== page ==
Monday, 19 November 2012

Smelly dog

There’s a very beautiful, but very smelly dog sitting next to me on the train to Newcastle today. He belongs to a rather arty-looking woman from Durham who also has two slightly unruly children. It’s what happens when you bring your kids up on a diet of pumpkin seeds and rainbows.

The kids are climbing the walls – they’re far too used to long walks in the countryside to be cramped into a train carriage. Middle-class, ruddy-faced Mummy has just taken her iPad out in an attempt to occupy the children. For some reason they’re watching Monkey Magic on a loop. I would have thought a pair of headphones might have been a nice touch to prevent the rest of the train from having to listen to the dreadful grunts, yells, thwacks, thuds and clangs of the incessant fight sequences on that particular show. I hated everything but the theme tune as a child. As an adult I’m almost climbing the walls.

The Mummy keeps talking to strangers on the train saying, “could you ask for a better dog? He’s so well behaved...” No, love, he smells like shit. A better dog would smell more pleasant. “I thought he might be smelly”, she’s just said to the bloke opposite, “but actually I think the children are smellier...” Heaven preserve me!

The man opposite has the names of all his children tattood in giant letters on his forearms. It’s basically a list of pop singers; Adele, Kylie and Robbie. I only know they’re his children rather than his favourite pop artists because he’s using the word Adele to get his daughter’s attention. His head looks an over-inflated balloon.

Nell emailed today to say that we’d found the last two participants for the 100 Faces project, our 98 and 99 year-olds. Trying to find someone who was born every year since 1912 has provided us with the most complicated jigsaw puzzle, which must have nearly killed Nell, who has literally worked around the clock to sort everything out. I am hugely grateful to her. It’s funny how this project is suddenly upon me. It’s very different to other pieces because the sound and visuals are being recorded at the same time. Even the music side of things was over in a flash. I would usually spend days in a studio layering instruments up, but when you use an orchestra, everything gets recorded simultaneously in a 3 hour session.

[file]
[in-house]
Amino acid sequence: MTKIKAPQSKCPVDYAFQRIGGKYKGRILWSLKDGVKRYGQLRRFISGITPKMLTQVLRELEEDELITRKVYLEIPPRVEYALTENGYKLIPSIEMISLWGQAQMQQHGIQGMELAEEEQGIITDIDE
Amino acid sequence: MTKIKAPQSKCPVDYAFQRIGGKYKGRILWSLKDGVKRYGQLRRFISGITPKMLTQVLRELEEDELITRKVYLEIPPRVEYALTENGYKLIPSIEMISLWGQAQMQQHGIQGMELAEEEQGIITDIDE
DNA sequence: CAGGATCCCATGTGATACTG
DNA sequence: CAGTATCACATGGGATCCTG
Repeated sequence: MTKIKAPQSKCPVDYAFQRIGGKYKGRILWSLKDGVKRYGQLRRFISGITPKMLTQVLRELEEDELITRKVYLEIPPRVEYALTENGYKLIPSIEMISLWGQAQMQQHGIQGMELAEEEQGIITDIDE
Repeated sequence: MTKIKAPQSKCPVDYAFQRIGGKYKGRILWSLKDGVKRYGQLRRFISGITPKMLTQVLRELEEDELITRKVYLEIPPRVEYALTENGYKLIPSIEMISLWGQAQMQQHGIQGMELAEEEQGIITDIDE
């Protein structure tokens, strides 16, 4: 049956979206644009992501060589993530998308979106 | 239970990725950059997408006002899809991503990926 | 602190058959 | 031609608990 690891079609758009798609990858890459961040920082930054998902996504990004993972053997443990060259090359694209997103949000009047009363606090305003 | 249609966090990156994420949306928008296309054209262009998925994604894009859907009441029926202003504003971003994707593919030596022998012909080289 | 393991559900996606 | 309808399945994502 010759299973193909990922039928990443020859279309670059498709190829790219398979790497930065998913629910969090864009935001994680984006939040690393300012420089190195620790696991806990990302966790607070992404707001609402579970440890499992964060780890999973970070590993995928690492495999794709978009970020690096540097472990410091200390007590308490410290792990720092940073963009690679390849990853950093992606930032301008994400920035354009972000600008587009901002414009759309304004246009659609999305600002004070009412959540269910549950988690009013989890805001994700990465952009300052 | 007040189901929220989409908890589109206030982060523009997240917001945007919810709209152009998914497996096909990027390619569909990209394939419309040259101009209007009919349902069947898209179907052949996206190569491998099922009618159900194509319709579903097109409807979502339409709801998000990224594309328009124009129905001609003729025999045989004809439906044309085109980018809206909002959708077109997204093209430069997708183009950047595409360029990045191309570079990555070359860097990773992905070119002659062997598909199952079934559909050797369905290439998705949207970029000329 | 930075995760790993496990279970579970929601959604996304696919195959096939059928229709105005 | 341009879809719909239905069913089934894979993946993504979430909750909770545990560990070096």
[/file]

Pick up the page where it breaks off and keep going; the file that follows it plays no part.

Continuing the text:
That said, and largely as a result of everything I’ve just written, this week is probably going to be murder. One hundred people, all with different needs and skills will need to be filmed in the space of six days. By Sunday we’re all going to be quivering wrecks.

Nathan is in Vienna. He’s just sent a text to tell me he’s been visiting the room where a six-year old Mozart once played. He found the experience emotionally overwhelming, saying that the space made it so easy to imagine an 18th Century scene, that he almost didn’t want to bring himself back into the real world.

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